Solid Oxide Fuel Cell
A fuel cell that employs a solid, ionically conductive material as electrolyte. Typically zirconium oxide (ZrO2) treated with Y2O3, and O-2 is transported from the cathode to the anode. Any CO in the reformate gas is oxidized to CO2 at the anode.
There are many different geometries of solid oxide fuel cells:
- Planar Solid Oxide Fuel Cell - this uses the typical sandwich type geometry employed by most other fuel cells, where the electrolyte is sandwiched in between the electrodes.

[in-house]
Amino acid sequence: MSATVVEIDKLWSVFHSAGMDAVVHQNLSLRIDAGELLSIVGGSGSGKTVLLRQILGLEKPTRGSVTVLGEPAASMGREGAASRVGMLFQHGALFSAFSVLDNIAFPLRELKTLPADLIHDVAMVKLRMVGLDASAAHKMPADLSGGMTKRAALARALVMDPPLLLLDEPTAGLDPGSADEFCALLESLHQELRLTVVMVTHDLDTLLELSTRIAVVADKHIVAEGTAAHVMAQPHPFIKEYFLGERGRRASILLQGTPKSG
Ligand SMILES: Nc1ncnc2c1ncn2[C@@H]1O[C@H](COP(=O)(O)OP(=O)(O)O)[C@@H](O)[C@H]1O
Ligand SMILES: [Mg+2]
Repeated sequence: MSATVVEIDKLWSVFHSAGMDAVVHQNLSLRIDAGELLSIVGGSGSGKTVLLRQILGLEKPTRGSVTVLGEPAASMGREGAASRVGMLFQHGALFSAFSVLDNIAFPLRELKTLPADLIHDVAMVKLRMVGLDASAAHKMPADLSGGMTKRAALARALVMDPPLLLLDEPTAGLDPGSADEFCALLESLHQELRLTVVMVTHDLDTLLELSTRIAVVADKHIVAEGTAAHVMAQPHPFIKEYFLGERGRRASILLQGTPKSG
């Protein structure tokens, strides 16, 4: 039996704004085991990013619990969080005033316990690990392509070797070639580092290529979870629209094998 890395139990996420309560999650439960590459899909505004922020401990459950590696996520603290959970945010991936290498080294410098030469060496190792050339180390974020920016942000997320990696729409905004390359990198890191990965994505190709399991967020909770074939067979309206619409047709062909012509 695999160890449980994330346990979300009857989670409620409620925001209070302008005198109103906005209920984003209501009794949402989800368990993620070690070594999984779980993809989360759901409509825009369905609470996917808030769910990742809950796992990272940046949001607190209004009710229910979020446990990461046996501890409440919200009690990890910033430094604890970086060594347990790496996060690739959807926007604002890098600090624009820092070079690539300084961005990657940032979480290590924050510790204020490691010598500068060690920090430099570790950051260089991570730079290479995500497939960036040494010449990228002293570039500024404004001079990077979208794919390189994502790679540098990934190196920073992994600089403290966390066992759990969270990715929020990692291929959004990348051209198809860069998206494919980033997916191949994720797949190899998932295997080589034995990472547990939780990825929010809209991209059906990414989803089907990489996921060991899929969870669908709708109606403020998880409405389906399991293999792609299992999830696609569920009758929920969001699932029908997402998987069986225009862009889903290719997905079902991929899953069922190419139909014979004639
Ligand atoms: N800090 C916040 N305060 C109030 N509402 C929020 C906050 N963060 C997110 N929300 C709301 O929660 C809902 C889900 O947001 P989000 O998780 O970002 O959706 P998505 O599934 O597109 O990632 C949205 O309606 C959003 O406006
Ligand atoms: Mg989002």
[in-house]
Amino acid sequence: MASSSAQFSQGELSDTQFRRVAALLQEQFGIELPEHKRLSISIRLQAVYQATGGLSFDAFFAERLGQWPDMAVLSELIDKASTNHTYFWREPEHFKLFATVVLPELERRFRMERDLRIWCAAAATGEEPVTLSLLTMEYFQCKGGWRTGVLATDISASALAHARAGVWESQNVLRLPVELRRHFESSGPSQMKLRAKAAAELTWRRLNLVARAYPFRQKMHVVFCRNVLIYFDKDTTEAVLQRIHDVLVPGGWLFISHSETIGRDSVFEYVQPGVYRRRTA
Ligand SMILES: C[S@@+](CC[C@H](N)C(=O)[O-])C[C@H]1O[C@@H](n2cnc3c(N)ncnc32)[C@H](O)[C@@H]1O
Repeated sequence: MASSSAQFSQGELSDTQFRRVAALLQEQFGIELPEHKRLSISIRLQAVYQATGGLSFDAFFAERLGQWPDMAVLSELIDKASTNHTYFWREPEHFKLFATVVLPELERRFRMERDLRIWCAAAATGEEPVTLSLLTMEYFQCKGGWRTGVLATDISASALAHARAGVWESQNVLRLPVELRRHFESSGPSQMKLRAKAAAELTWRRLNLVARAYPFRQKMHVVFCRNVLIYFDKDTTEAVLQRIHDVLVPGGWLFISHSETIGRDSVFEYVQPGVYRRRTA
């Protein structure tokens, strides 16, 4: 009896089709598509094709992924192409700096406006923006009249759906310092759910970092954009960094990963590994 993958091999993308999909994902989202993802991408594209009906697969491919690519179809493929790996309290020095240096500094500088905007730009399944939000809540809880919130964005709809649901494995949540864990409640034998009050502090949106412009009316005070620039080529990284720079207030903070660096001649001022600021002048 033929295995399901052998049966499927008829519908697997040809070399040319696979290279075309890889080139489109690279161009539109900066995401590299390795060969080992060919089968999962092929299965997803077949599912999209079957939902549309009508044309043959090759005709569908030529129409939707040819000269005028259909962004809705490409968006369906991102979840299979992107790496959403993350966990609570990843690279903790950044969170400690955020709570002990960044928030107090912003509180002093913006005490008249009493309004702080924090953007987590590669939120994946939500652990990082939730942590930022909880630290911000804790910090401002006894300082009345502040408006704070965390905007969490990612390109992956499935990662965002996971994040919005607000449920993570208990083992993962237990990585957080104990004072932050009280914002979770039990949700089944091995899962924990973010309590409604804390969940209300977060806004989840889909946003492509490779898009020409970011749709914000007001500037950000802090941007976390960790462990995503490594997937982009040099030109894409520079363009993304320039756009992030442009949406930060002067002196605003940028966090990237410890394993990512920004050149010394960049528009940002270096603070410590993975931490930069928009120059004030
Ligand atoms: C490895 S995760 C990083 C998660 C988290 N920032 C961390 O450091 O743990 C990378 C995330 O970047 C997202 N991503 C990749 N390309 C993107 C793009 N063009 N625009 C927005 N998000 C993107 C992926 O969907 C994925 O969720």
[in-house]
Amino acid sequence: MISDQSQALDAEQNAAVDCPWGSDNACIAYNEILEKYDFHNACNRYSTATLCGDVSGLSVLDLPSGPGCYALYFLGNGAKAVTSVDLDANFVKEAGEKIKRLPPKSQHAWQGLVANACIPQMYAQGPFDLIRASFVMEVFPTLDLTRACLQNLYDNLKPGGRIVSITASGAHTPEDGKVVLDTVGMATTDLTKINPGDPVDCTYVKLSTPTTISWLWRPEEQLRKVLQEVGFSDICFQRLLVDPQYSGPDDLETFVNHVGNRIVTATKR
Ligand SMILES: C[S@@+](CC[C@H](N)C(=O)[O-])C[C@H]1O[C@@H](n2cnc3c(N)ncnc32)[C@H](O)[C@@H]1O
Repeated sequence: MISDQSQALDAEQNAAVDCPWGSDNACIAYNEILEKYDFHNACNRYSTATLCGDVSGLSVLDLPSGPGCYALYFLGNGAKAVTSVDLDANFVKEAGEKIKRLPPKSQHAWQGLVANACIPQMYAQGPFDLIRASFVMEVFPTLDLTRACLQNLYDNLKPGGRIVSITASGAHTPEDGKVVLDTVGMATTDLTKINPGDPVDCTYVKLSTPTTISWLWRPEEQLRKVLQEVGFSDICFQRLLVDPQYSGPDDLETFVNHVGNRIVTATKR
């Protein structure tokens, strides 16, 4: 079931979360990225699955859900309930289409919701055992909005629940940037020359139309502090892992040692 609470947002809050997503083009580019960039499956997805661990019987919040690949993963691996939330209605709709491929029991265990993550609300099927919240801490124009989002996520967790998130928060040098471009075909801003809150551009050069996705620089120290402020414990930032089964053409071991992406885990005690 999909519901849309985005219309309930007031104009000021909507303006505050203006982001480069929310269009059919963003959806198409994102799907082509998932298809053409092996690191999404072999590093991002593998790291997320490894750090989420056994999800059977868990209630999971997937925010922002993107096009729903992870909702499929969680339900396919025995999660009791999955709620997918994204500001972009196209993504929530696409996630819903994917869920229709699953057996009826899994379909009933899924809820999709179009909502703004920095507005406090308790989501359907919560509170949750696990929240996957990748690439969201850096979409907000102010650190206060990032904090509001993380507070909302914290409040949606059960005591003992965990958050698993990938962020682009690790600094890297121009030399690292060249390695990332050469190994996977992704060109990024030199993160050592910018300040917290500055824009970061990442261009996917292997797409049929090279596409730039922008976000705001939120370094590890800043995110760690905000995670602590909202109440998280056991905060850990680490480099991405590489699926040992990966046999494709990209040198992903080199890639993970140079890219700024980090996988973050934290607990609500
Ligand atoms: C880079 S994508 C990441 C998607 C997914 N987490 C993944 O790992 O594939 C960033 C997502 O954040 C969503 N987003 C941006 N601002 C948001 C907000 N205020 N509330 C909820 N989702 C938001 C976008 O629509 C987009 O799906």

- Tubular solid oxide fuel cell - either air or fuel is passed through the inside of a tube and the other gas is passed along the outside of the tube.
They function at the highest temperature of the different types of fuel cell (about 900°C to 1000°C) and can reform most fuels internally.
See also: Fuel Cell.
- NREL Fuel Cell Research Projects focus on hydrogen production, delivery, and storage; fuel cells; technology validation; safety, codes, and standards; analysis; and manufacturing.